My child has just been diagnosed with Adenovirus, what is Adenovirus and what will happen to me or my child?
Adenovirus is a family of viruses that can cause a variety of illnesses in humans. These viruses can affect different parts of the body, leading to respiratory, gastrointestinal, and ocular symptoms. Adenovirus infections are common and can occur throughout the year, but they are more prevalent in crowded or close-contact settings, such as schools and childcare centres.
The symptoms of adenovirus infection depend on the specific strain of the virus and the part of the body it affects. In general, adenovirus infections can cause respiratory symptoms, such as a runny nose or blocked nose, sore throat, cough, and fever. They can also lead to gastrointestinal symptoms (vomiting, diarrhoea), conjunctivitis (pink eye), and, less commonly, neurological symptoms.
In Paddington Medical, Adenovirus is diagnosed via a nasal swab sample, run on a lateral flow test, and takes 5 to 10 minutes for diagnosis.
Common symptoms of Adenovirus infection include
Respiratory Symptoms: Adenovirus infections often present with runny nose, blocked nose, cough, and a sore throat.
Fever: Adenovirus infections can cause a fever, and it may be high in some cases.
Conjunctivitis (Pink Eye): Some adenovirus strains can cause inflammation of the conjunctiva, leading to red, watery eyes.
Gastrointestinal Symptoms: Depending on the strain, adenoviruses can cause symptoms like vomiting and diarrhoea.
Fatigue: Generalized fatigue and malaise may also be present.
Most adenovirus infections are self-limiting, meaning they resolve on their own without specific antiviral treatment. However, supportive care is important to help manage symptoms and prevent complications.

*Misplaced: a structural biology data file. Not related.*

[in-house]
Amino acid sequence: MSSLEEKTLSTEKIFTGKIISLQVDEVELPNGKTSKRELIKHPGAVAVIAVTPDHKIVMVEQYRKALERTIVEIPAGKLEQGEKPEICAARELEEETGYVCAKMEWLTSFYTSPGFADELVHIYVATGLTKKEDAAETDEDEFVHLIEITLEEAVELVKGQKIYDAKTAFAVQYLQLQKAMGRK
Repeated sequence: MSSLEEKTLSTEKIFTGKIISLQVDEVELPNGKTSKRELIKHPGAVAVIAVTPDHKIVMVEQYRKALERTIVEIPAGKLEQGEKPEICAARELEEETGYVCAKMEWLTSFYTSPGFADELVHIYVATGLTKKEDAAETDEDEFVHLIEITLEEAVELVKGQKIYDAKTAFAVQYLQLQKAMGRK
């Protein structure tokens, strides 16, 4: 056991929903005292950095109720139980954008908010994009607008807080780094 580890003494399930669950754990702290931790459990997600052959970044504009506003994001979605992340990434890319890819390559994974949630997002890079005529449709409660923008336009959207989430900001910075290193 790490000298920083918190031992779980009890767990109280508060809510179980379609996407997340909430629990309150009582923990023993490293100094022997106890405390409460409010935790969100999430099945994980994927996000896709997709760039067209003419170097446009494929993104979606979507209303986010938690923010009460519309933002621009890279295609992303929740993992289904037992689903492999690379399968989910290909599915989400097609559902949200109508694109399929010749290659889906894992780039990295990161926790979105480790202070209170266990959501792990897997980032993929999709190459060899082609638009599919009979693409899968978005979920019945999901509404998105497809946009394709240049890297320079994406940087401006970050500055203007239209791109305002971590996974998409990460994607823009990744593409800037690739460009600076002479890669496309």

Here are some general recommendations:
Rest: Ensure that your child gets plenty of rest to aid in the recovery process.
Hydration: Encourage your child to drink fluids to stay well-hydrated, especially if they are experiencing vomiting or diarrhea.
Fever Management: Use appropriate fever-reducing medications (under the guidance of a healthcare professional) to keep your child comfortable.
Isolation: Adenovirus is highly contagious, so it’s advisable to keep your child away from others, especially in crowded settings, to prevent the spread of the virus.
It’s important to monitor your child’s symptoms and seek medical attention if there is any worsening or if you have concerns about their well-being. Additionally, practice good hygiene, such as frequent handwashing, to reduce the risk of spreading the virus to others.
If you or other family members develop symptoms, it’s advisable see your trusted doctor for appropriate guidance.
Prevention of Influenza
There is a vaccine available for influenza but not yet for RSV and adenovirus. When your child is well, consider going to see your trusted doctor to get your seasonal flu vaccine. It can be taken as early as 6 months old and above, it is also recommended as part of the routine childhood vaccination.
If there is suspicion of an influenza outbreak in the home, your doctor may recommended the unaffected individuals get the flu shot as well.
Do find us in clinic at Paddington Medical if your child has persistent fever, cough, runny nose or blocked nose, or if you are keen for influenza vaccination.